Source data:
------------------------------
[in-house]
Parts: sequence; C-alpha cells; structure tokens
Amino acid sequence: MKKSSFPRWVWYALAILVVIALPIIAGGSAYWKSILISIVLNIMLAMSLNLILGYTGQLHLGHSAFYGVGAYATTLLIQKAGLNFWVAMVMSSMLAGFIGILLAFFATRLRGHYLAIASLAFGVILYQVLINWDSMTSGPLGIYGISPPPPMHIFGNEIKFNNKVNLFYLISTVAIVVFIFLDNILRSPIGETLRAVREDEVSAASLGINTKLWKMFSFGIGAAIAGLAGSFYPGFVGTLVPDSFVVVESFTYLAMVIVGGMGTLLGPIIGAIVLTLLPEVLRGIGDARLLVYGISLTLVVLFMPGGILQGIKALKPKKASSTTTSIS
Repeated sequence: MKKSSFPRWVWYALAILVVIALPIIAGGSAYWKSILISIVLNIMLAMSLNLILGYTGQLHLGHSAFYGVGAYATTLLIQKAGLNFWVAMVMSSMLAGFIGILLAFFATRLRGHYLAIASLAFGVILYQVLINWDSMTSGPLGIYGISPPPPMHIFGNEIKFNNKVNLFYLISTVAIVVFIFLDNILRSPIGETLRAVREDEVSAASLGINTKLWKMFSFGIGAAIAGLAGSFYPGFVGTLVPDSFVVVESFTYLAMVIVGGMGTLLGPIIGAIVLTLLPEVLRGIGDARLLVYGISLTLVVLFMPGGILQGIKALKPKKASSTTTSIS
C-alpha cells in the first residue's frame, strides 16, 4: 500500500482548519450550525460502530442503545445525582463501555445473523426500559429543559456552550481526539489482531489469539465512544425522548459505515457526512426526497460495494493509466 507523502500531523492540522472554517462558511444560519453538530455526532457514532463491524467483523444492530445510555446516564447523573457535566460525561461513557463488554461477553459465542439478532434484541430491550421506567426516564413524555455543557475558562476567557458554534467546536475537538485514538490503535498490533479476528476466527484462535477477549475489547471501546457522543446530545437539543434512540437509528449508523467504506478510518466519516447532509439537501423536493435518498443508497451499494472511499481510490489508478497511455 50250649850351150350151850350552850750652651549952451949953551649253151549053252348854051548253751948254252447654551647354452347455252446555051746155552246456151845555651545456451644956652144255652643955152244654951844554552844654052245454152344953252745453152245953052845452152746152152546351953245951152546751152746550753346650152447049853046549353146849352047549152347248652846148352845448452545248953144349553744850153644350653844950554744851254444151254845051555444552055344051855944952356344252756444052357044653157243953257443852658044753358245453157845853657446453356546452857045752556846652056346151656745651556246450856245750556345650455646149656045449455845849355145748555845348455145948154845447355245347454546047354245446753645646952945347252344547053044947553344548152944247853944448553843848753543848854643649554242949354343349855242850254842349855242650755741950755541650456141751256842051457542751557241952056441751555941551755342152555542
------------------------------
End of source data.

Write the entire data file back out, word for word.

[in-house]
Parts: sequence; C-alpha cells; structure tokens
Amino acid sequence: MKKSSFPRWVWYALAILVVIALPIIAGGSAYWKSILISIVLNIMLAMSLNLILGYTGQLHLGHSAFYGVGAYATTLLIQKAGLNFWVAMVMSSMLAGFIGILLAFFATRLRGHYLAIASLAFGVILYQVLINWDSMTSGPLGIYGISPPPPMHIFGNEIKFNNKVNLFYLISTVAIVVFIFLDNILRSPIGETLRAVREDEVSAASLGINTKLWKMFSFGIGAAIAGLAGSFYPGFVGTLVPDSFVVVESFTYLAMVIVGGMGTLLGPIIGAIVLTLLPEVLRGIGDARLLVYGISLTLVVLFMPGGILQGIKALKPKKASSTTTSIS
Repeated sequence: MKKSSFPRWVWYALAILVVIALPIIAGGSAYWKSILISIVLNIMLAMSLNLILGYTGQLHLGHSAFYGVGAYATTLLIQKAGLNFWVAMVMSSMLAGFIGILLAFFATRLRGHYLAIASLAFGVILYQVLINWDSMTSGPLGIYGISPPPPMHIFGNEIKFNNKVNLFYLISTVAIVVFIFLDNILRSPIGETLRAVREDEVSAASLGINTKLWKMFSFGIGAAIAGLAGSFYPGFVGTLVPDSFVVVESFTYLAMVIVGGMGTLLGPIIGAIVLTLLPEVLRGIGDARLLVYGISLTLVVLFMPGGILQGIKALKPKKASSTTTSIS
C-alpha cells in the first residue's frame, strides 16, 4: 500500500482548519450550525460502530442503545445525582463501555445473523426500559429543559456552550481526539489482531489469539465512544425522548459505515457526512426526497460495494493509466 507523502500531523492540522472554517462558511444560519453538530455526532457514532463491524467483523444492530445510555446516564447523573457535566460525561461513557463488554461477553459465542439478532434484541430491550421506567426516564413524555455543557475558562476567557458554534467546536475537538485514538490503535498490533479476528476466527484462535477477549475489547471501546457522543446530545437539543434512540437509528449508523467504506478510518466519516447532509439537501423536493435518498443508497451499494472511499481510490489508478497511455 50250649850351150350151850350552850750652651549952451949953551649253151549053252348854051548253751948254252447654551647354452347455252446555051746155552246456151845555651545456451644956652144255652643955152244654951844554552844654052245454152344953252745453152245953052845452152746152152546351953245951152546751152746550753346650152447049853046549353146849352047549152347248652846148352845448452545248953144349553744850153644350653844950554744851254444151254845051555444552055344051855944952356344252756444052357044653157243953257443852658044753358245453157845853657446453356546452857045752556846652056346151656745651556246450856245750556345650455646149656045449455845849355145748555845348455145948154845447355245347454546047354245446753645646952945347252344547053044947553344548152944247853944448553843848753543848854643649554242949354343349855242850254842349855242650755741950755541650456141751256842051457542751557241952056441751555941551755342152555542